The Ark Community Church, Four Oaks
Four Oaks Baptist Church

LOCALLY – See Streetly Methodist Church for Good Friday
This will be a YouTube Live broadcast at 11am

The Saltmine Passion Play Audio Drama
“Saltmine Theatre Company are bringing you The Easter Story to your front room.
We are excited to announce that over the last few weeks Saltmine Theatre Company have been producing a Passion Play audio drama for you to enjoy this Easter.
This drama revives The Birmingham Passion Play 2019 – our unique, contemporary re-telling of the Easter story which performed live to over 3,000 people and processed through the heart of the city of Birmingham.
The Saltmine Passion Play Audio Drama consists of three 15 minute episodes, spanning from Jesus’ triumphant procession to the crucifixion and resurrection. Each episode is accompanied by images of the 2019 live performance in Birmingham.”

Worship At Home Resources

The Vine At Home
Service for Good Friday (10th April) is provided here.

Family Friendly Churches Trust (FFCT)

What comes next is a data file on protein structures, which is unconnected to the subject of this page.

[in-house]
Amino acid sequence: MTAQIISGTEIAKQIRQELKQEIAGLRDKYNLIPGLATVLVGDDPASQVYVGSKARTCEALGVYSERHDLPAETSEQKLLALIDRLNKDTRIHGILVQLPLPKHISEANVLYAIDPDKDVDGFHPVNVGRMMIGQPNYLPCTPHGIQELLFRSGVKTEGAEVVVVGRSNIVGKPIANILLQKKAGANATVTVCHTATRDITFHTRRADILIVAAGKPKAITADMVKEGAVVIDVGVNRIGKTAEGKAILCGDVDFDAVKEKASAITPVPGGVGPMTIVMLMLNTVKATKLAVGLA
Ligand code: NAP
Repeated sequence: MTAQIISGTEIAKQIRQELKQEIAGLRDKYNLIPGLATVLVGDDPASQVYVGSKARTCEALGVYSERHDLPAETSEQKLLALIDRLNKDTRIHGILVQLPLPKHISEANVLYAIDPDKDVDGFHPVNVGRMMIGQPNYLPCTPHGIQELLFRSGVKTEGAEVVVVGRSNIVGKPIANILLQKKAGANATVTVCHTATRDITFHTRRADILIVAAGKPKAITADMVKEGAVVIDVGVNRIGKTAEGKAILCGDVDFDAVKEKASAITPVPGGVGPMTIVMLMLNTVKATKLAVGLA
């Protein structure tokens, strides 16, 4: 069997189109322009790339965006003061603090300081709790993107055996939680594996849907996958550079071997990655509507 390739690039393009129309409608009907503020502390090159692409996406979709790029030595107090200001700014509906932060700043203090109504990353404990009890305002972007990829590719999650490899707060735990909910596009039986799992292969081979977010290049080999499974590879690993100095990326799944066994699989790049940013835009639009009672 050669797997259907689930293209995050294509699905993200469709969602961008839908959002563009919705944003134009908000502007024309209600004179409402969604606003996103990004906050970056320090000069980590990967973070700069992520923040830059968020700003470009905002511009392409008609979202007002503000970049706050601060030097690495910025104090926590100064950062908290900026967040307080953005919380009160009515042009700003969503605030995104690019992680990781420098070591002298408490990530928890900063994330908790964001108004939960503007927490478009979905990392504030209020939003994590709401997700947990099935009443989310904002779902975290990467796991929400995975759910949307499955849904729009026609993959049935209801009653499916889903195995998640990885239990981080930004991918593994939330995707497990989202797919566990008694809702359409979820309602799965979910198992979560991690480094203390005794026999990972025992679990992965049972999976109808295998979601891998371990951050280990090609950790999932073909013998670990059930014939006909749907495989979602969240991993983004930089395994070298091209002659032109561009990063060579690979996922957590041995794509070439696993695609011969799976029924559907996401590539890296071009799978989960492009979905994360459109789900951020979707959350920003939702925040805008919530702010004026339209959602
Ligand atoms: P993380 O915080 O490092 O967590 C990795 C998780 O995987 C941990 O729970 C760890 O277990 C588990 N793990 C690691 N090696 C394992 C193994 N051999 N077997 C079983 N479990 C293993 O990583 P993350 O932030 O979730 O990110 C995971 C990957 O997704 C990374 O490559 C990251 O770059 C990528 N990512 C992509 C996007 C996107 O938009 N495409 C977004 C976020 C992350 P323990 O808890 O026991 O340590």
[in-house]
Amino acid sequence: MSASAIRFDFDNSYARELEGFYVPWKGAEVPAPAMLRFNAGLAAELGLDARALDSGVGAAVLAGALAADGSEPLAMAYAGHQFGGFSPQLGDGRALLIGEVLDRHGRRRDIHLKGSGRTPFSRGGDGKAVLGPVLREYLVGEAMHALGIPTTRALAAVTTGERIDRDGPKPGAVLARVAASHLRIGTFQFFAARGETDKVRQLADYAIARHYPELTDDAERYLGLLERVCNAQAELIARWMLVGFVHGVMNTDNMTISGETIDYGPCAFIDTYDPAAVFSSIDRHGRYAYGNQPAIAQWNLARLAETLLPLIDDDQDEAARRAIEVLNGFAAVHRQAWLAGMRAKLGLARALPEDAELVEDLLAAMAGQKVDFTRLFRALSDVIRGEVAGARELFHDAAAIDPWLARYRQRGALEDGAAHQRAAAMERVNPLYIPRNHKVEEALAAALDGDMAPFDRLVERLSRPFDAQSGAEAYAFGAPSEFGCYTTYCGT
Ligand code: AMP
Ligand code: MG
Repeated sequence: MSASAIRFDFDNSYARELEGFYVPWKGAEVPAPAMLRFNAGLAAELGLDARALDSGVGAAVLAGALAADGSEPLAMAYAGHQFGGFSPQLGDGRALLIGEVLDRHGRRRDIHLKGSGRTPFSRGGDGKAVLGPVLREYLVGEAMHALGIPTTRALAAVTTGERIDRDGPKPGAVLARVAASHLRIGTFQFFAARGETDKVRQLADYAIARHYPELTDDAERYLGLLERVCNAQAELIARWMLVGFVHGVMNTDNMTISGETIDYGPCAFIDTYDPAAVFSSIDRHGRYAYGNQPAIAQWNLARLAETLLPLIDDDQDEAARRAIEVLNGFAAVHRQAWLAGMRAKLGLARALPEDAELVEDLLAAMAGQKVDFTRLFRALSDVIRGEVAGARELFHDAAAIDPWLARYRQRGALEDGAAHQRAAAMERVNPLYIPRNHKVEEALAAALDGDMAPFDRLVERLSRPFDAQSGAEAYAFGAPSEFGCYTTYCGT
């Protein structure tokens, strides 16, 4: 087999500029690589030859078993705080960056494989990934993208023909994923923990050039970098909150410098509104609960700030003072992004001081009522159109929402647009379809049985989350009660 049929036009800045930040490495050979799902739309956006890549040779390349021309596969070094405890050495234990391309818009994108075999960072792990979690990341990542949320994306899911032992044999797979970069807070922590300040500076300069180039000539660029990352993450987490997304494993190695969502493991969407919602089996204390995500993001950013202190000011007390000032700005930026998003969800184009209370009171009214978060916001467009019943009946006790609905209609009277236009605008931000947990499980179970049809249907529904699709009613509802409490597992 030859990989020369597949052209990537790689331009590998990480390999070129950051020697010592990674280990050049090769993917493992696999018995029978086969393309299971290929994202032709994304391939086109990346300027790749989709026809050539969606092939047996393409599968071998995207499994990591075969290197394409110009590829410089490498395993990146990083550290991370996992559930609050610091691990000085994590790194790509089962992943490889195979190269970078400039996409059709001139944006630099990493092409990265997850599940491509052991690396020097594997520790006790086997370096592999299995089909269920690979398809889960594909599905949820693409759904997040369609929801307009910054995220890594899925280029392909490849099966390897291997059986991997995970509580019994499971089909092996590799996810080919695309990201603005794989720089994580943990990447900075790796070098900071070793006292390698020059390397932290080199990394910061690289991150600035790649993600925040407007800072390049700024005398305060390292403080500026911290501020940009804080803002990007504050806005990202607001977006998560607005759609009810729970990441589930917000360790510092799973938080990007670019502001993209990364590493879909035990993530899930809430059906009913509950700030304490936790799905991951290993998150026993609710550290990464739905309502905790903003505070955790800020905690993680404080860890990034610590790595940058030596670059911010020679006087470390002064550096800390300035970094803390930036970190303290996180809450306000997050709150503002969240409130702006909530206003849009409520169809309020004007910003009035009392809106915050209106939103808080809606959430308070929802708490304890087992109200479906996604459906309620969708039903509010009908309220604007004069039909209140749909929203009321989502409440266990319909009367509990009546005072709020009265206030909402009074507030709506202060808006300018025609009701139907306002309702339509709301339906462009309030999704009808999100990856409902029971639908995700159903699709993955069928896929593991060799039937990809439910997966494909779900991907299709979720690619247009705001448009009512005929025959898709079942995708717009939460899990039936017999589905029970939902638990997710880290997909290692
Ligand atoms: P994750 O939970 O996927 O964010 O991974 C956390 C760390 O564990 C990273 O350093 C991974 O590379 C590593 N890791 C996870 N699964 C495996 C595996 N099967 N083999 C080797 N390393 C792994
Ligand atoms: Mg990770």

Maundy Thursday: We offer a resource to lead a Passover at home on Maundy Thursday. There is a pamphlet with all the words you need on the evening that you can download and print along with a set of instructions and recipes.
Good Friday Video: We offer a full service for Good Friday based on the Stations of the Cross. All the images are taken from a community art project in Upwell and Outwell in the Fens Circuit of the Methodist Church and put together with a service led by Ann Bossingham to give a rich visual experience.
Go to http://www.ffctideas.org.uk/Corona.php for more details

Roots On The Web
A page of resources from Roots here.

Messy Church – for families and those with young people
So much here.

The Methodist Church – Nationally
More high quality resources here – please take time to choose.

The Methodist Church – Birmingham District
Many links here too.

An at-home service if you can’t get to a funeral

With the current restrictions on movement in place it may not be possible for everyone to attend a funeral. The Methodist Church offers this short act of worship to help you say your formal goodbyes while remaining in your home.  

At-home service if you can’t get to a funeral (Pdf)
At-home service if you can’t get to a funeral (Word)
LARGE PRINT VERSION At-home service if you can’t get to a funeral (Pdf)

What’s On – Week Beginning 5th April 2020

WORSHIP AT HOME

Bible readings, Hymns and Psalms from the Methodist Prayer Handbook:

Sunday 5th April (Palm Sunday): Matthew 27:11-54, StF 277, Psalm 31:9-16
Monday 6th April: Isaiah 42:1-9, StF 338, Psalm 36:4-11
Tuesday 7th April: Isaiah 49:1-7, StF 17, Psalm 71:10-14
Wednesday 8th April: Isaiah 5-:4-9a, StF 319, Psalm 70
Thursday 9th April (Maundy Thursday): 1 Corinthians 11:23-26, StF 572, Psalm 116